Friday, January 29, 1999

Neagle: Don't call me the ace


Says Harnisch, Tomko deserve equal billing

BY CHRIS HAFT
The Cincinnati Enquirer

[neagle]
Denny Neagle
        Having won 16 games last year and 20 two seasons ago with Atlanta, Denny Neagle ought to assume the role as Reds staff ace without a hitch.

        Pete Harnisch won two-thirds of his decisions in 1998 (14-7) and provides leadership that extends from the diamond to the clubhouse. He's an ace if there ever was one.

        Brett Tomko is coming off a season in which he led Cincinnati in starts (34), innings pitched (210) and strikeouts (162). Nearly six decades have passed since a Reds right-hander won more games in his first two seasons than Tomko's 24. Now there's an ace.

        Fortunately for the Reds, the label of No. 1 pitcher appears to be backed with Velcro, something that can be shared and applied to more than one pitcher. For teams without a Roger Clemens or Kevin Brown, identifying an ace is less important than trying to pitch like one.

        This shared-status concept was embraced Thursday as the Reds introduced Neagle and Steve Avery, their left-handers acquired this offseason, to local reporters at a luncheon.

        “The way I look at it is, all of us are No. 1 starters and we all handle the burden at some point,” said Neagle, obtained in the Bret Boone trade Nov. 10.

        “Especially if we get to the postseason. When it's your time to pitch, you're the No. 1 starter that night. As far as whether I'm labeled the No. 1 or No. 4 starter, my approach never changes. I feel like every game I pitch is the most important game, no matter if I'm pitching against a kid who just got called up or if I'm pitching against Greg Maddux or Roger Clemens.”

        Manager Jack McKeon endorsed Neagle's attitude.

        “I think he hit it right,” said McKeon, indicating that his selection of an Opening Day starter to face the San Francisco Giants on April 5 will depend partly on spring-training performance.

        “You could say Tomko, Harnisch or Neagle could be your No. 1. Now, who's going to pitch Opening Day, I can't tell you. You've got a 162-game schedule. Someone has to pitch that first game.”

        With Atlanta, Neagle swapped the ace's mantle with Cy Young Award winners Greg Maddux, Tom Glavine and John Smoltz.

        “I look at it the same way here,” said Neagle, who finished 16-11 with a 3.55 ERA for the Braves a year ago. “Just because I've had some good seasons lately, that doesn't mean I should be labeled the No. 1 pitcher here.

        “I think we need to take the same philosophy that every one of is as important as the other. I don't care if you're the No. 1 or 5 pitcher. You can label the rotation The Tremendous Threesome, Fabulous Foursome, whatever, but if one starter breaks down, it's going to affect the whole team.”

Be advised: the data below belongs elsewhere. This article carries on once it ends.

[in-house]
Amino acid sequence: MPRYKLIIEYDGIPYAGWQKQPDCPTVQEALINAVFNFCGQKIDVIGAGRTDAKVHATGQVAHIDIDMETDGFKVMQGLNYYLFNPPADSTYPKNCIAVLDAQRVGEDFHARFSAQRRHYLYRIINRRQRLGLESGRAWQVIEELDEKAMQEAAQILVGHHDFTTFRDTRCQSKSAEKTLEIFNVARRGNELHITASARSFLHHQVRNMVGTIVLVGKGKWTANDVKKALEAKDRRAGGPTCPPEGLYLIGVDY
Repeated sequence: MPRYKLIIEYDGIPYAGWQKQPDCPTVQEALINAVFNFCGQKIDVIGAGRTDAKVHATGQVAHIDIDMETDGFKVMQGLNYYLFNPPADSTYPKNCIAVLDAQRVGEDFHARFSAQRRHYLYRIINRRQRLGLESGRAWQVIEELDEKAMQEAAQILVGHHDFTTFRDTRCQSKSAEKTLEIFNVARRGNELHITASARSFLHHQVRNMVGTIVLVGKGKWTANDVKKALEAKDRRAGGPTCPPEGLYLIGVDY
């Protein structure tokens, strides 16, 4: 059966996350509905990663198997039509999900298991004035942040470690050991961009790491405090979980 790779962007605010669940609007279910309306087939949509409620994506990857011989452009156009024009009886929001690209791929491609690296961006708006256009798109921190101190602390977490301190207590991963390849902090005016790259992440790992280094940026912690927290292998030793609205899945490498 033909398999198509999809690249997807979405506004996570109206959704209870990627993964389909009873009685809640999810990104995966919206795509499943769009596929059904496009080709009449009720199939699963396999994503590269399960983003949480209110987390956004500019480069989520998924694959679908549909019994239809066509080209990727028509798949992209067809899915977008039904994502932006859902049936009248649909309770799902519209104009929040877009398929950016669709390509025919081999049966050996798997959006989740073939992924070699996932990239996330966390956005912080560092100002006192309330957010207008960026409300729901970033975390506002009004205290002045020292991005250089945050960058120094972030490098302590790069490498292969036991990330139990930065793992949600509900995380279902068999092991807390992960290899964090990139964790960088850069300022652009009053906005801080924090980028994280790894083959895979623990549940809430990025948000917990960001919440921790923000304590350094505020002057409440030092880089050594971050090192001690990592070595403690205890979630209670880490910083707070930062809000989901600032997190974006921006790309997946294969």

Neagle called the Reds' staff as worthy as any in the National League, “including Atlanta's.” That might not be the case if he exercises his right to demand a trade, which Neagle — as a veteran traded in the middle of a multiyear contract — can do.

        But Neagle insisted that he's not anticipating that option.

        “Hopefully I can sign longterm here,” the eight-year veteran said. “The only thing I've said from the beginning is, I want to win. That's what it's all about. If we keep the right nucleus here and hopefully increase payroll and add more guys to the pieces of the puzzle, I'd be all for staying here.”

(NEAGLE PROFILE: MR. FUN AND GAMES Jan. 10, 1999)

        HOT STOVE: The Reds have offered a contract to free-agent shortstop Pat Meares, though General Manager Jim Bowden said that signing the six-year veteran was unlikely. Meares is unlikely to accept the utility role he would play on the Reds. Desperate to trim its payroll, Minnesota declined to offer a contract to Meares, who hit .260 last year with nine homers and 70 RBI.

        BOONE MVP: The Cincinnati chapter of the Baseball Writers Association of America selected Boone as the Reds' 1998 Most Valuable Player at its Thursday meeting.

        Boone hit .266 with a team-high 24 homers and 95 RBI while winning his first Gold Glove and making the All-Star team.

        Harnisch was voted the team's outstanding pitcher, and catcher Eddie Taubensee received the chapter's Good Guy Award.

        Also, Sparky Anderson was elected to the Reds Hall of Fame for his accomplishments as manager from 1970-78.

        Anderson, who steered the club to four pennants and World Series triumphs in 1975 and 1976, is the franchise's all-time leader in victories (863) and winning percentage (.596).

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